Menu Close

Kinnock on WTO and Trade 18 March 1994

THE EARTH TIMES

MARCH 18, 1994

A MEETING WITH NEIL KINNOCK

Without new employment, sustainable growth will become a mirage…’

By Ashali Varma

New York–In a seminar organized by the Friedrich Ebert Foundation in New York, to promote a discussion in anticipation of the UN Secretary General’s forthcoming “Agenda for Development, “Neil Kinnock, leader of the British Labor Party and member of Parliament, spoke on “Development Strategies for the Future.” “The mission of achieving fairer trade as well as free trade will have to be high on that agenda,” he asserted.

Kinnock noted that in two months most of the countries of the world will gather in Marrakech for the formal signing of the recent GATT accords.  But the concentration by technocrats and trade negotiators on the technical details has “rather obscured the question of what trade means to ordinary people’s lives from Boston to Bombay: what it means for their livelihoods, for their access to the goods and services they need, for their quality of life.”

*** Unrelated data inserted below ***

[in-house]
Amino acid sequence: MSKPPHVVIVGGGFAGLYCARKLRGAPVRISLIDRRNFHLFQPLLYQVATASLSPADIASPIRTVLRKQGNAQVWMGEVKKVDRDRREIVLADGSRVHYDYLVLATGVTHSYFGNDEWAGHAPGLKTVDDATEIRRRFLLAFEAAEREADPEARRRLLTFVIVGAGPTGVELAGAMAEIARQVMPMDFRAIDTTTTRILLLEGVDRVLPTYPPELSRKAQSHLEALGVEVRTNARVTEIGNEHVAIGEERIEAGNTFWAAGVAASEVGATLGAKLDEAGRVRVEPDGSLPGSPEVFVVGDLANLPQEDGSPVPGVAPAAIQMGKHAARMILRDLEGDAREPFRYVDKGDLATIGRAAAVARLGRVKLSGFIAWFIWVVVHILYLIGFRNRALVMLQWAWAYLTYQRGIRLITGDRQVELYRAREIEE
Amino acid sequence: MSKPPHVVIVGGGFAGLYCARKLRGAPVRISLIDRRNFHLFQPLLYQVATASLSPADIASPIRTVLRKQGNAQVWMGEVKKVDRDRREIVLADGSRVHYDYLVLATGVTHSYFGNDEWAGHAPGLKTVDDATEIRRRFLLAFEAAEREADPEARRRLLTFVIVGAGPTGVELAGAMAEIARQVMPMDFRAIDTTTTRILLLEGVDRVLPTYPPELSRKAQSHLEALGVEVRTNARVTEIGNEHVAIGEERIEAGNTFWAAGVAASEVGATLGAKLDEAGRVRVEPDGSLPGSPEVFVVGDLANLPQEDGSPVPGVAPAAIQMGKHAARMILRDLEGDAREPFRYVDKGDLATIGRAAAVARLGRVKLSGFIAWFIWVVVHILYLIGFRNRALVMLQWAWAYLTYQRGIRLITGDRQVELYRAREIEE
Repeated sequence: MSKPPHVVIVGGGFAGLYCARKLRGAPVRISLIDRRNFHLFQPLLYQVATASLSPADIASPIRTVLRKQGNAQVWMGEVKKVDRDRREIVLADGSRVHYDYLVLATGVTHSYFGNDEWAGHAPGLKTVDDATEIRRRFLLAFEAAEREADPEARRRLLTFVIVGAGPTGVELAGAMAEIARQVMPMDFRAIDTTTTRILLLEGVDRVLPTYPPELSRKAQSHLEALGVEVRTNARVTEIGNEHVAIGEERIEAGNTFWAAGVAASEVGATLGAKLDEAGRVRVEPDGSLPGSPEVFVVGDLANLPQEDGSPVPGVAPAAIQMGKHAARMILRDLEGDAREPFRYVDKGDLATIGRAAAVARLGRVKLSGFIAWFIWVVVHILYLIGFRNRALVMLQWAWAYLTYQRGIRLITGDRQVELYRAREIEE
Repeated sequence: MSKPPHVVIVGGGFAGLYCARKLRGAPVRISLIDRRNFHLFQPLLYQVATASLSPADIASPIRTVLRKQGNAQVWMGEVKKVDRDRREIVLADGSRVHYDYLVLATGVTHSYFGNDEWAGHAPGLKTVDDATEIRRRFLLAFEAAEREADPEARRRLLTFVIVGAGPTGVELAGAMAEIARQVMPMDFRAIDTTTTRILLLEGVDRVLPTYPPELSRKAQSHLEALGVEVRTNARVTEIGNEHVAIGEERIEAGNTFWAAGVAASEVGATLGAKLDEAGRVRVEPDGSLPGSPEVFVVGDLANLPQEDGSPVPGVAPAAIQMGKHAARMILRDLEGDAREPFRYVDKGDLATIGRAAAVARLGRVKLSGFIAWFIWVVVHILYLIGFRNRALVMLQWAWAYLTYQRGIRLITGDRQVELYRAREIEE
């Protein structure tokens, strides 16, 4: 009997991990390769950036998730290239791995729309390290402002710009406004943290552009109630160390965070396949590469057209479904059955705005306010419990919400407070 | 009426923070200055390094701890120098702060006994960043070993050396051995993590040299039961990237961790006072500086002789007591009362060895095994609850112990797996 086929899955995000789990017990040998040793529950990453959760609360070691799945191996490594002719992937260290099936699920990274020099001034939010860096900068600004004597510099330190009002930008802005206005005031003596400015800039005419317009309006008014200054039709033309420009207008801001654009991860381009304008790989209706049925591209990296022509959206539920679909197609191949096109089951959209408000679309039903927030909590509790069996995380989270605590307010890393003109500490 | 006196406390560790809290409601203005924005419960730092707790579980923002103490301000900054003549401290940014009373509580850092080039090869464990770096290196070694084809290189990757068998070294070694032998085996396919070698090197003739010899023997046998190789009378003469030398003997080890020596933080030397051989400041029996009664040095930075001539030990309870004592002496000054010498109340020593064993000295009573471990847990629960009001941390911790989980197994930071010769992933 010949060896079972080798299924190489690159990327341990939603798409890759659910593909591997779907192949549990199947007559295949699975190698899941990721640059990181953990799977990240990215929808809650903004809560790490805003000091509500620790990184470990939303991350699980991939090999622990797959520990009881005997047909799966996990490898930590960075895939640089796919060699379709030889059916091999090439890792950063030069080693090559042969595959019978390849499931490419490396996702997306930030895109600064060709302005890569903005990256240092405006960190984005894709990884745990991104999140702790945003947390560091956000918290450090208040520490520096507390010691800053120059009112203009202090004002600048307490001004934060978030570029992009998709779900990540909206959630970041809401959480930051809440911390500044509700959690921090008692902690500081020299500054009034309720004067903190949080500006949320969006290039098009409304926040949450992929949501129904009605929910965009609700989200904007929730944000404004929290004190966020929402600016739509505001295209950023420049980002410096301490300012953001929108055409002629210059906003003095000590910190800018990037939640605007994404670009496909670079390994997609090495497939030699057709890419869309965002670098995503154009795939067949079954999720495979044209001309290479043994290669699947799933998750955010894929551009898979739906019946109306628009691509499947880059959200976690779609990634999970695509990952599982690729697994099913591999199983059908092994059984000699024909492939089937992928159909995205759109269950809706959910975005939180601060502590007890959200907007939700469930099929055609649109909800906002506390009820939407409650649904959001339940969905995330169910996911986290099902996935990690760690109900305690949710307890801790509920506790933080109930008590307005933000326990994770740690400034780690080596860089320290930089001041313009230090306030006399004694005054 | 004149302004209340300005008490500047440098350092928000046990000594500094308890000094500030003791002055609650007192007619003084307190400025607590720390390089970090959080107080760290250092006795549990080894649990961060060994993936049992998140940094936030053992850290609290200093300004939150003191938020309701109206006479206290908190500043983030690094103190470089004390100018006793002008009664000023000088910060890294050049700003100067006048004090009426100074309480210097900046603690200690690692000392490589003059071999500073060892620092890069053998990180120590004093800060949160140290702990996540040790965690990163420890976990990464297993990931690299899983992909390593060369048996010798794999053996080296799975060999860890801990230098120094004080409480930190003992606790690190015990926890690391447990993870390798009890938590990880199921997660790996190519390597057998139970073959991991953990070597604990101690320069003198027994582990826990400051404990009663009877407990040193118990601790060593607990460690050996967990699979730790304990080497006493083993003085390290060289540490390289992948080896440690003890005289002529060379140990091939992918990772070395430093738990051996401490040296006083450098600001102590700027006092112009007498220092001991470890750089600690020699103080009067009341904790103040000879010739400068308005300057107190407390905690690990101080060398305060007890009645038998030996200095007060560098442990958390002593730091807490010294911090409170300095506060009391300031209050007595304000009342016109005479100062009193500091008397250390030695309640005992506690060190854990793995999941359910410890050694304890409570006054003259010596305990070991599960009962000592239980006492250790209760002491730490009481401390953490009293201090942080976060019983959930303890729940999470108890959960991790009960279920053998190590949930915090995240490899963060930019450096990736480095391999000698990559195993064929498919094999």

He outlined the key features that will affect a rapidly changing world trade system–the increasing globalization of corporate activity and economics; the redrawing of the world trade map and the shift to regional trading blocs; and the uneven distribution of the fruits of trade.

Multinationals, he said, now account for almost a quarter of all production in global market economics. “Of the world’s 100 biggest economic units, half are countries, half are transnational corporations.  That is a sobering fact for politician or any others seeking to try to plan for fairer trade.” In addition, poorer and less developed countries fear being left out in the cold by regional trading blocs like the European Union, NAFTA and ASEAN.  Trade inequities have been further exacerbated by the heavy dependence of poor countries on exporting raw materials to the industrialized countries.  Fluctuating commodity prices have resulted in “a spiral of debt, austerity and poverty over the last decade in the southern regions of the world.”

Developing countries still face severe restrictions on basic industrial exports such as textiles and clothing.  Kinnock pointed out.  The gap between the rich countries and poor countries is growing wider and the most urgent challenge the planet faces is poverty alleviation, “especially when warfare and environmental degradation are both products and causes of deepening poverty.”